Some more good reasons to attend the 2009 Ubud Writers & Readers Festival
By Stephen Atkinson
SO, you thought it was safe to go to a writer’s festival? Well, the 2009 Ubud Writers & Readers Festival (UWRF) is here to warn you that it could be anything but safe, that it might take you to places you never dreamed of, be confronting, provocative and downright dangerous. Much of this year’s line-up seems handpicked to broadcast the message that the words and worlds of poets, authors, and playwrights aren’t just cleverly crafted, they are geared to change the way you feel and think, to roll off the tongue and poke you in the eye, to remind you that the world of books and writing is still full of surprises.
Many of the authors appearing at the 2009 festival are well established; some are young and just starting out. Some you’ve never heard of. For every writer from far away, such as Nobel Prize-winning Nigerian playwright and political activist Wole Soyinka, or UK author Hari Kunzru—who promises to be a creatively disruptive force this year—there are home-grown voices like those of Seno Gumira Ajidarma, N.H. Dini and Dede Oetomo to absorb you, and emerging Indonesian writers who are intelligent, evocative, witty, and incendiary. And for every Lloyd Jones, Sonya Hartnett or Vikas Swarup—whose first novel Q&A undertook the treacherous journey to Hollywood where it mutated into Slumdog Millionaire—there are writers largely unknown outside their own countries of origin though fêted within their borders.
The UWRF has a mission to introduce audiences to people and ideas that may be currently beyond and below their radar, to expand horizons and open minds to the incredible range and diversity of the world’s literasphere. Here is a small sample, a handful of more good reasons to attend:
Like many artists, Jeet Thayil had to first negotiate the slippery slopes of dissolution before truly making his mark: with collections of poetry in English that problematise what it means to be an Indian poet. At the same time he has collated an ambitious anthology that rescues many great Indian poets from the amnesiac dustbin of obscurity, reeling others in by their gossamer from distant points across the globe. With this fascinating tension between the right to be a poet who happens to have been born in India, and the affirmation of a long and diasporic Anglo-Indian literary tradition, he narrates a trail to the heart of the post-colony, and all who listen will want to follow.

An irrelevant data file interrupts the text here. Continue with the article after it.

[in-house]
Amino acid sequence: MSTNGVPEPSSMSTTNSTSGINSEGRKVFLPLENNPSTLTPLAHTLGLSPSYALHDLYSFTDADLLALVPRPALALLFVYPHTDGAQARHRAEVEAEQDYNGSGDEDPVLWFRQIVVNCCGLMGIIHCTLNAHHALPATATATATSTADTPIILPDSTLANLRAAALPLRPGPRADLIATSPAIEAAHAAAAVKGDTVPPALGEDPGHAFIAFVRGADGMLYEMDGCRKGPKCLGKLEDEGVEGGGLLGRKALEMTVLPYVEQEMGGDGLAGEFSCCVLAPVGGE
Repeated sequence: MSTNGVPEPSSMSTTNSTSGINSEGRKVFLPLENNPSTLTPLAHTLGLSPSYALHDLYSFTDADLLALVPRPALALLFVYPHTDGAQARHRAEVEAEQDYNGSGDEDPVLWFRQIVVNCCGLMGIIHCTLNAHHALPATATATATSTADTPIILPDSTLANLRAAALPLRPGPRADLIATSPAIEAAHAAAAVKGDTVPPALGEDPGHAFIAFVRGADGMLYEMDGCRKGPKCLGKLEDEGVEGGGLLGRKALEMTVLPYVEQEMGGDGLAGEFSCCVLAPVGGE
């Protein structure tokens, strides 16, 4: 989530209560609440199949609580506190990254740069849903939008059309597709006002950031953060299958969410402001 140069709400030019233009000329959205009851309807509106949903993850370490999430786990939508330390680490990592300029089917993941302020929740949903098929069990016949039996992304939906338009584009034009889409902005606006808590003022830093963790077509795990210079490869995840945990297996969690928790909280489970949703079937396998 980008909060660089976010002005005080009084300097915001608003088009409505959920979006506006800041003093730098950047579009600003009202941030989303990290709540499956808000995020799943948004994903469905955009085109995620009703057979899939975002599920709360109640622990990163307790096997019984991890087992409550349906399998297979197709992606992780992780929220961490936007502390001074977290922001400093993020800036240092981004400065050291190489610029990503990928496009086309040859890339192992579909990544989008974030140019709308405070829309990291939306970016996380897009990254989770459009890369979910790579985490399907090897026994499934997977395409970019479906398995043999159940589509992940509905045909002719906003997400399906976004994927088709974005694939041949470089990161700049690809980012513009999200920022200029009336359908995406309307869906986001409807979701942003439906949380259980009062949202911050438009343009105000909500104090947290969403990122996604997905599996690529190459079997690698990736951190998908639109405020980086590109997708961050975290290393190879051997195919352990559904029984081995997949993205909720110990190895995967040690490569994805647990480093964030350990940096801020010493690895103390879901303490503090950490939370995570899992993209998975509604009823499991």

Award-winning Turkish poet and former journalist and lawyer Bejan Matur, whose stanzas are inflected by the rhythms of the disappearing, officially suppressed, Kurdish language of her childhood, is dealing differently with the murmurs of lost words and the memory traces of places well distant from the epicentres of international publishing. Yet poetry, she has suggested, may need buried languages to guide it because, in its ideal state, poetry exists outside or before language, on the cusp of the ineffable.
Pedro Angel Palou Garcia has way more hats than heads. Former chef, university rector, soccer referee, and politician, he is also a journalist, television broadcaster and author of short stories, essays and more than 30 books, including novels and works of Mexican history. Garcia’s readership extends well beyond Mexico, to take in many other Spanish-speaking nations, yet he is little known in other tongues. This of course raises the vexing issues of translation, the tyranny of English, and perceptions of cultural relevance. His presence in Ubud will offer festival-goers a tantalising window onto vast literary territories as yet inaccessible to readers outside the Spanish-speaking world.
Similarly, playwright and stage, television and film actor Marco Calvani is best known in his native Italy. But his plays are fast gaining a reputation for a powerful New European sensibility the themes and concerns of which are drawn from contemporary, cross-border politics and history, not bound to a specific-language community. Accordingly, his work has been translated into numerous languages of the union and performed from Berlin to London and Barcelona to Warsaw. This year, a translation of his latest work, The City Beneath (La Citta Sotto) was also performed to packed houses in New York.
Acknowledging that the thing that drives a writers and readers festival is not the printed word, but the human voice and its cadences, one of the gems of this year’s festival will be a reading of The City Beneath by local and international actors directed by the author himself. This will form one part of the programme of playreadings that will include works by Wole Soyinka and Balinese playwright Cok Sawitri.
Don’t say you haven’t been warned. Now sit back and enjoy!
The Ubud Writers & Readers Festival runs from October 7-11, 2009. For the full program, special events, workshops and more, go to ubudwritersfestival.com